"Making a Safe Airport Safer"

Welcome to the Monterey Regional Airport Runway Safety Area Improvements Project

RSA Project Start
Destination: Super Safe!

Phase One: Airport East End Hillside in Transition (February 2014 – April 2015)

Overall Anticipated Phasing of Schedule

A Notice to Airmen (NOTAM) will be issued within 72 hours prior to any change or condition that will have an effect on flight operations. 

Phase 1 – East End (February 2014 – April 2015)

Phase 2 – West End (April 2015 – January 2016)

RSA Completion 


Construction for the Runway Safety Area (RSA) project began on the east end of Runway 10R-28L in February 2014 and will continue until April 2015. After the tree and shrub removal, an existing gate was modified to provide an entrance and exit along the Highway for construction trucks and equipment that need to access the east end of the runway and hillside. Construction barriers were installed along the north side of Highway 68 to minimize disruptions to traffic on Highway 68. 

The work that is included in the first schedule within Phase One is to prepare and build the low tiers of the retaining walls, which are designed to support the plateau for the installation of the Engineered Material Arresting Systems (EMAS) bed. In addition, construction will begin on the relocated Vehicle Service Road (VSR). 

After the completion of the low tiers of the retaining walls, the upper tiers will be built and the VSR will be completed. The fill from the VSR will be used to construct the retaining walls for the EMAS plateau. When completed the retaining walls will contain mitigation plants and the entire hillside will be landscaped.

When all the tiers of the retaining walls are completed and the area east of the runway on the plateau is properly leveled, the installation of the EMAS will begin and continue into early 2015.

Project Overview

In the late 1990s and early 2000s, a series of aircraft accidents around the country indicated the need for airports nationwide to enhance the safety of their runways. A Runway Safety Area (RSA) is the surface surrounding each end of a runway that provides safety margins for landing and departing aircraft in the event of an aircraft undershoot or overrun. To deter further loss of life, in 2005 Congress passed H.R. 3058 which states that airports must improve all Runway Safety Areas, to the extent practicable, by December 31, 2015.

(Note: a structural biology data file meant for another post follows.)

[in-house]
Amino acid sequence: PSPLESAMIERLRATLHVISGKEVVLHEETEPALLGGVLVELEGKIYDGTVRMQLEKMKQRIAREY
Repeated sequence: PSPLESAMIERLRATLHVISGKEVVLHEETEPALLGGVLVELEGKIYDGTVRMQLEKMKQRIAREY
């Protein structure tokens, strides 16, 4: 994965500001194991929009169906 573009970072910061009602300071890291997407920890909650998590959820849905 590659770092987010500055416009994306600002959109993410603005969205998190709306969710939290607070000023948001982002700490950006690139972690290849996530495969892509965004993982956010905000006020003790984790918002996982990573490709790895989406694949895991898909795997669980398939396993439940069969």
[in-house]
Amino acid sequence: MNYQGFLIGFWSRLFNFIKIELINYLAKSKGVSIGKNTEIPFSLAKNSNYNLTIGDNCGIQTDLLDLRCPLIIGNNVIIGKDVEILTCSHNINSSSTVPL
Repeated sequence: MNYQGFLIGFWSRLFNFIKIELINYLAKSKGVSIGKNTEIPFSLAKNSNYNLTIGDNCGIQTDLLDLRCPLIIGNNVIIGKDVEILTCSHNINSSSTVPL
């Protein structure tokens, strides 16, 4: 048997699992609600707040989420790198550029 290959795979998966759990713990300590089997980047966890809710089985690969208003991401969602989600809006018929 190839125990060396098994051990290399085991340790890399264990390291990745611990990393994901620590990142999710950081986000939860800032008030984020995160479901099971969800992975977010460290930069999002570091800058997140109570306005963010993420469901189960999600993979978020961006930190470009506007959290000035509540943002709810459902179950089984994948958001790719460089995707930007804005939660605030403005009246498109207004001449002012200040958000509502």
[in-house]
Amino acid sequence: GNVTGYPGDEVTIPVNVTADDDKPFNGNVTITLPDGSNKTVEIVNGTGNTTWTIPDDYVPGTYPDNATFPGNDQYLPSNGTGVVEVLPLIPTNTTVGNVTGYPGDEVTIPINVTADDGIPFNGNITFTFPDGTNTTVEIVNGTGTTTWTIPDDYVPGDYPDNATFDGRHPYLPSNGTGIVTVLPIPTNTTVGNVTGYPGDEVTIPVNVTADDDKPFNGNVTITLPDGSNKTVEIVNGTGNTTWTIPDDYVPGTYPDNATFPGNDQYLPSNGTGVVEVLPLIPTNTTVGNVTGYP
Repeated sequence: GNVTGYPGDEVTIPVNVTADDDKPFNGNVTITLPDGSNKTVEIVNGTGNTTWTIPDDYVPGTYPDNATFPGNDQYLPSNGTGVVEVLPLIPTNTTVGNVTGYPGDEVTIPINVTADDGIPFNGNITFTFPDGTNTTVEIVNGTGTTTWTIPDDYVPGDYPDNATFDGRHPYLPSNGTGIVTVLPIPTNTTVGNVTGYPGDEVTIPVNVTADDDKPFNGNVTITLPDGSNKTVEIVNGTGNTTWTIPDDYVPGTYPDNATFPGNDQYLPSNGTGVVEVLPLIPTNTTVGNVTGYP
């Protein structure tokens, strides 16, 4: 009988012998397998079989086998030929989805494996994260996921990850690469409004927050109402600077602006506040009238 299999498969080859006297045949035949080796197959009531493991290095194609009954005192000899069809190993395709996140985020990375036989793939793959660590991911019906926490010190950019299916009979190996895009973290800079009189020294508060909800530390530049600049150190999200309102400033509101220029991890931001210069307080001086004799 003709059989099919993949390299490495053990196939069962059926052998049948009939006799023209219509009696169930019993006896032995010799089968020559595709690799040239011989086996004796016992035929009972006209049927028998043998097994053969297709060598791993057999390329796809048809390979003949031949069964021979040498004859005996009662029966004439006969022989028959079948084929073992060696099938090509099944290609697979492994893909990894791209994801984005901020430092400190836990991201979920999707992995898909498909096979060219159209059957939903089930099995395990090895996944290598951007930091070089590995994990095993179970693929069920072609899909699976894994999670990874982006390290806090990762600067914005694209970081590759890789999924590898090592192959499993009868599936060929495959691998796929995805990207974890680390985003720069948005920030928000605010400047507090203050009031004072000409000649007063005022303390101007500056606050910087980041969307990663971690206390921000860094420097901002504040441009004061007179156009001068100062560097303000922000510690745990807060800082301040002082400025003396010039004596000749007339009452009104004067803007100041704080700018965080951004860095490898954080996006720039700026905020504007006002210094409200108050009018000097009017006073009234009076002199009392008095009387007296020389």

The RSA on the Monterey Regional Airport's primary runway (10R-28L) did not meet the Federal Aviation Administration (FAA) prescribed dimensional standards as required by the 2005 Congressional mandate. To comply with this mandate, starting in 2006, the District developed and evaluated a number of alternatives to improve the RSAs on the primary runway at the Airport. In November 2013, after extensive environmental studies, the District approved a revised project and in December 2013, approved pre-construction site preparation plans.

Construction began in early 2014 and is expected to be completed in early 2016. The estimated cost of the Project is $52 million. The Project is being funded by the Airport Improvement and Passenger Facility Charge Programs.

When completed, this RSA Improvements Project will provide 100% RSAs at both ends of the Airport’s primary runway. These RSAs will make a safe Airport safer while meeting the FAA new standards.

The Airport District appreciates the support of local communities, businesses, Airport users and the travelling public during the design and development of this Project. The District will post updates on the Improvements Project as construction progresses and will provide construction schedules as they become available.

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EMAS Fun Facts

  • 3,990 blocks will be used to create one EMAS bed. That’s about 10 times as many blocks as there are people living in Sand City! The two EMAS beds will total 7,980 blocks.
  • The smallest block will be 6” high – about the height of an iPad mini.
  • The largest block will be 20” high – about the length of the top of a school desk.
  • All together the blocks for one EMAS bed would weigh 1,000 tons or two million pounds. That’s about as much as 100 T-Rexes total weight or about 50 times the weight of the biggest ship docked in the Monterey Harbor (not including cruise ships)!